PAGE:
The ADHD Blog from ADHD Experts

  • Meta-analysis finds association between ADHD and suicidal behaviors

    A newly published meta-analysis of 57 studies encompassing almost a third of a million participants has uncovered a very strong association between ADHD and suicide, a strong association with suicidal ideation, and a small-to-medium association with suicide attempts. The population examined included children, adolescents, and adults. Only persons formally diagnosed were considered to have ADHD. Studies that included self-injuries without suicidal intent were excluded. Most of the studies
    Read more
  • Behavioral and Cognitive Impacts of Mindfulness-Based Interventions on Adults with ADHD

    A Canadian team has published a systematic review examining the effectiveness of Mindfulness-Based Interventions (MBIs) for treating adults with ADHD. MBIs usually involve three forms of meditation – body scan, sitting meditation, and mindful yoga – that are intended to cultivate nonjudgmental awareness of present-moment experience. The team reviewed thirteen studies. Three were single-group studies with no control group. One used dialectical behavior therapy (DBT). It reported mild to
    Read more
  • How do undiagnosed but symptomatic adults compare with those diagnosed with ADHD?

    The study team began with a representative sample of 69,972 U.S. adults aged 18 years or older who completed the 2012 and 2013 U.S. National Health and Wellness Survey. These adults were invited to complete the Validate Attitudes and Lifestyle Issues in Depression, ADHD and Troubles with Eating (VALIDATE) study, which included 1) a customized questionnaire designed to collect data on sociodemographic and clinical characteristics and lifestyle, and 2) several validated work productivity,
    Read more
  • New Insights into ADHD Brains

    The ENIGMA-ADHD Working Group published their second large study on the brains of people with ADHD in the American Journal of Psychiatry this month. In this second study, the focus was on the cerebral cortex, which is the outer layer of the brain. ADHD symptoms include inattention and/or hyperactivity and acting impulsively. The disorder affects more than one in 20 (5.3%) children, and two-thirds of those diagnosed continue to experience symptoms as adults. In this study, researchers
    Read more
  • Trigeminal Nerve Stimulation May be an Effective Non-Drug Treatment for ADHD

    A team at the University of California at Los Angeles (UCLA) has just reported on the first-ever, double-blinded, sham-controlled study of trigeminal nerve stimulation (TNS) for treating ADHD. The trigeminal nerve is the largest cranial nerve. It enables facial sensation, as well as biting and chewing. Over a four-week period, researchers fitted 62 eight-to-twelve-year-old children with electrodes while they slept; 32 got an active low current, the rest none at all. The active and sham
    Read more
  • Can College Students Trying to Fake ADHD be Detected?

    Many college students truly have ADHD and deserve to be treated but some attempt to fake ADHD symptoms with the goal of getting stimulant medications for non-medical uses such as studying and getting high. Some students who fake ADHD also seek to gain accommodations that would give them additional time to complete exams. To address this issue, two psychologists examined data from 514 university students being assessed for ADHD to evaluate the ability of assessment tools to detect students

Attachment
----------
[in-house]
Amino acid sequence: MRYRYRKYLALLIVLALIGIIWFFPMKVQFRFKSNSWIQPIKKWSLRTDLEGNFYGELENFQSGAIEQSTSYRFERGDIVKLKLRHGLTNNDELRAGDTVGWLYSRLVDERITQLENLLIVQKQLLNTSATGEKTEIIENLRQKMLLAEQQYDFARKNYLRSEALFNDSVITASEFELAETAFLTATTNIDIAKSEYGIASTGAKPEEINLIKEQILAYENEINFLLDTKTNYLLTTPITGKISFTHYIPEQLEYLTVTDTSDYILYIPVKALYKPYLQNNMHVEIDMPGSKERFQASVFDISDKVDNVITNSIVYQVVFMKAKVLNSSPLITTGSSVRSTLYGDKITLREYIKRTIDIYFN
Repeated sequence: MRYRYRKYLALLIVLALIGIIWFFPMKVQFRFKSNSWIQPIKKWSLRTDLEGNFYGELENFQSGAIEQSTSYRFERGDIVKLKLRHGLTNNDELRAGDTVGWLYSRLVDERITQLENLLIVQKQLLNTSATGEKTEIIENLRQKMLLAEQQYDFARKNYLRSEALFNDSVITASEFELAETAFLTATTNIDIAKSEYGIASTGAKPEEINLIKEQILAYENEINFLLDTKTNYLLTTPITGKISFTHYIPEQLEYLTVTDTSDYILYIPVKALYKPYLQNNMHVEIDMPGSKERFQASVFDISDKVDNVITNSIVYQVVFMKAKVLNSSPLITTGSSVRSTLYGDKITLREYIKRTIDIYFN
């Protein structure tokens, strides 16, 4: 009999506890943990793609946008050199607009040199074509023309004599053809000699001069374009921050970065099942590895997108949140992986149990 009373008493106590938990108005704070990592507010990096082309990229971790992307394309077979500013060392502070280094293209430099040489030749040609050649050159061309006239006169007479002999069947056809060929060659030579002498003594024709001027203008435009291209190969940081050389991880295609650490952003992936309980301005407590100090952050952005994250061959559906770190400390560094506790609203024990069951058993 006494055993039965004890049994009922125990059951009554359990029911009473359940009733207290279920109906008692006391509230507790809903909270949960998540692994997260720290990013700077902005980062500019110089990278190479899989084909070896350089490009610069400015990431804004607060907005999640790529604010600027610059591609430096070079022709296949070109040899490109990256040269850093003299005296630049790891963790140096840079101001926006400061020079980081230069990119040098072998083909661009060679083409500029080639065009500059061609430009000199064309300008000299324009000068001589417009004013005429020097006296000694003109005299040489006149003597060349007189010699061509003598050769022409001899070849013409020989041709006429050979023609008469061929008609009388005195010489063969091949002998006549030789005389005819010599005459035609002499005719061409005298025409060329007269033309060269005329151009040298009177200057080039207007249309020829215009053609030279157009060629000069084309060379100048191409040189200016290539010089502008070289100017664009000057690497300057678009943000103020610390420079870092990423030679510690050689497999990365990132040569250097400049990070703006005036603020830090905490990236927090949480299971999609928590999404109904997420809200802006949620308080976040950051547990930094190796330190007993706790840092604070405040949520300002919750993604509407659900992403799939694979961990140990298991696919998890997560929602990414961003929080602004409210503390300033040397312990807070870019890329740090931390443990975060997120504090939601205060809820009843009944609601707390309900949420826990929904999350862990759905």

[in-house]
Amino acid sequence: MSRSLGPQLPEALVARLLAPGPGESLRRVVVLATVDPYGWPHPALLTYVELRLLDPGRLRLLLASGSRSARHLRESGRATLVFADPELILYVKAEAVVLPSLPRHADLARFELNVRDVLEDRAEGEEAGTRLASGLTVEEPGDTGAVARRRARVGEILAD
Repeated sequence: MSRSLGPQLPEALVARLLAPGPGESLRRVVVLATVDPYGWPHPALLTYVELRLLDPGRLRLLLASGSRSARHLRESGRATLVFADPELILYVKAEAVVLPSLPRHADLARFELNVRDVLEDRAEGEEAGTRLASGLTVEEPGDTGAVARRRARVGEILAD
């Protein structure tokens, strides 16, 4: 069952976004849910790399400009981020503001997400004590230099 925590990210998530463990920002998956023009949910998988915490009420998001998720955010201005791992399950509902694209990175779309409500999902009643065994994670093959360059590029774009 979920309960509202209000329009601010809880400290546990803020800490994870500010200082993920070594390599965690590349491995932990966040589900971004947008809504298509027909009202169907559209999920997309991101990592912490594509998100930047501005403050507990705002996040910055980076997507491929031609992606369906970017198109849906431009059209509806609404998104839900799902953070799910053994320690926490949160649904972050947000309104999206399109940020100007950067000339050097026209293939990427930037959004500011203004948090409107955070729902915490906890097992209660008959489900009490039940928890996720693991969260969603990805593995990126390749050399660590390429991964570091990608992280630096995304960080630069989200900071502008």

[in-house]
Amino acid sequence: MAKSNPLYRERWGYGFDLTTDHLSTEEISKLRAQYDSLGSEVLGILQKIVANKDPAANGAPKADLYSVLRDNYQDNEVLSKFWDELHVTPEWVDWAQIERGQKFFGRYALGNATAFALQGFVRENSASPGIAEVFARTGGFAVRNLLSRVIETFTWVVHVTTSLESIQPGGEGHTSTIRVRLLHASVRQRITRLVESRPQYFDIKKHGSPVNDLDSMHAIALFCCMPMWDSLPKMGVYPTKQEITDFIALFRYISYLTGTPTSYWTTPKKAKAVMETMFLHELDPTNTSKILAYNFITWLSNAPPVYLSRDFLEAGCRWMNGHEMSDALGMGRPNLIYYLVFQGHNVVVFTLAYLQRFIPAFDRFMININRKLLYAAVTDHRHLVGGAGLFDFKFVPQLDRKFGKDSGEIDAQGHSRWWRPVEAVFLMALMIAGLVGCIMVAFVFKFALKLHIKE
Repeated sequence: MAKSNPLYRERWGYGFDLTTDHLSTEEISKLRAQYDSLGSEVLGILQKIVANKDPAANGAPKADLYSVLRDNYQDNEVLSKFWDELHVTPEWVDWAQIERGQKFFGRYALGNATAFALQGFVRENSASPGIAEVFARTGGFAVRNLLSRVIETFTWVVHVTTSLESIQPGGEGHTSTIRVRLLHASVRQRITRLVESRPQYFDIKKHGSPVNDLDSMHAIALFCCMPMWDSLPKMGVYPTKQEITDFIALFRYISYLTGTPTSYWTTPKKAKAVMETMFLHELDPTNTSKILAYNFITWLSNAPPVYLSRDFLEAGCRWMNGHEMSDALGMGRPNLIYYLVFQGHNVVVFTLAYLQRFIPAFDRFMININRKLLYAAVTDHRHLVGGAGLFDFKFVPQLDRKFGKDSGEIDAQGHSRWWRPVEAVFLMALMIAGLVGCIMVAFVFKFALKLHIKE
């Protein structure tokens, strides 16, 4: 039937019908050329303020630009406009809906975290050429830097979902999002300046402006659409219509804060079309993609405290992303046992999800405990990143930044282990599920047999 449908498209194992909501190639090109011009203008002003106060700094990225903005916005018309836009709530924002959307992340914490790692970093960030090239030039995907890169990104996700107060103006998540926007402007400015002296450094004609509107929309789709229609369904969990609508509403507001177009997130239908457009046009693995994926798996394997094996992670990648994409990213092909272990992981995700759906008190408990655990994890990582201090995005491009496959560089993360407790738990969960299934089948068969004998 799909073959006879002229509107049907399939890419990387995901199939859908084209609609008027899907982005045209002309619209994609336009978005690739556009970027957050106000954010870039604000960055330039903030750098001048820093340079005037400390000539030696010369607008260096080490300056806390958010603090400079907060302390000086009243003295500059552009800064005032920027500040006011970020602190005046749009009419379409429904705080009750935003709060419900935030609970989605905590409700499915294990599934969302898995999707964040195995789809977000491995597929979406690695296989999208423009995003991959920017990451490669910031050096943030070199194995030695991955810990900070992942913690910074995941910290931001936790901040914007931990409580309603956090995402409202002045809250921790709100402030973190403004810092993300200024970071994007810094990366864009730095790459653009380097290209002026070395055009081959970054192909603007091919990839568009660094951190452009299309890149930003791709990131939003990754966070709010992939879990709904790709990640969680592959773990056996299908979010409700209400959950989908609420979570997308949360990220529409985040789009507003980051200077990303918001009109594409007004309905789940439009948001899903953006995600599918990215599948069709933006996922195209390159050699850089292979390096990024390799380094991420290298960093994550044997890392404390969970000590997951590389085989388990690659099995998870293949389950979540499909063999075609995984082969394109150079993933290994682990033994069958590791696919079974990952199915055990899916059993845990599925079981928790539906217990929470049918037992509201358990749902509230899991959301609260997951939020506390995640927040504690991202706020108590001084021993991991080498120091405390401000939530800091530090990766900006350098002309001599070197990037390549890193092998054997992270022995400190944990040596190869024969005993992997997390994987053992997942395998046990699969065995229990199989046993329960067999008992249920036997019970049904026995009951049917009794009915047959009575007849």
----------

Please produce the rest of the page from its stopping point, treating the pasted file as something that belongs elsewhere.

Read more
  • Association Found Between ADHD Risk Genes Involved in Dopamine Signaling and Reduced Estimated Life Expectancy

    Behavioral disinhibition is a trait associated with both ADHD and several genes that affect dopamine signaling. A new study by three American medical researchers set out to examine how these ADHD risk genes – DRD4 (dopamine 4 receptor density), DAT1 (dopamine 1 transporter), and DBH (dopamine beta-hydroxylase) – affect estimated life expectancy in young adulthood. The method used was a longitudinal study of 131 hyperactive children and 71 matched controls through early adulthood. The
    Read more
  • How to Identify ADHD in Adults with Alcohol Use Disorder (AUD)

    ADHD is far more prevalent among persons with AUD (roughly 20 percent) than it is in the general population. The most accurate way of identifying ADHD is through structured clinical interviews. Given that this is not feasible in routine clinical settings, ADHD self-report scales offer a less reliable but much less resource-intensive alternative. Could the latter be calibrated in a way that would yield diagnoses that better correspond with the former? A German team compared the outcomes
    Read more
  • How Effective Are Mindfulness-Based Interventions in Treating Attention Deficit Symptoms?

    Mindfulness has been defined as “intentionally directing attention to present moment experiences with an attitude of curiosity and acceptance.” Mindfulness-based interventions (MBIs) aim to improve mindfulness skills. A newly-published meta-analysis of randomized controlled trials (RCTs) by a team of British neurologists and psychiatrists explores the effectiveness of MBIs in treating a variety of mental health conditions in children and adolescents. Among those conditions is the
    Read more
  • What are the Barriers to Understanding ADHD in Primary Care?

    A newly-published systematic review by a British team identified 48 qualitative and quantitative studies that explored “ADHD in primary care, including beliefs, understanding, attitudes, and experiences.” The studies described primary care experiences in the U.S., Canada, Europe, Australia, Singapore, Iran, Pakistan, Brazil, and South Africa. More than three out of four studies identified deficits in education about ADHD. Of particular concern was the training of primary care providers
    Read more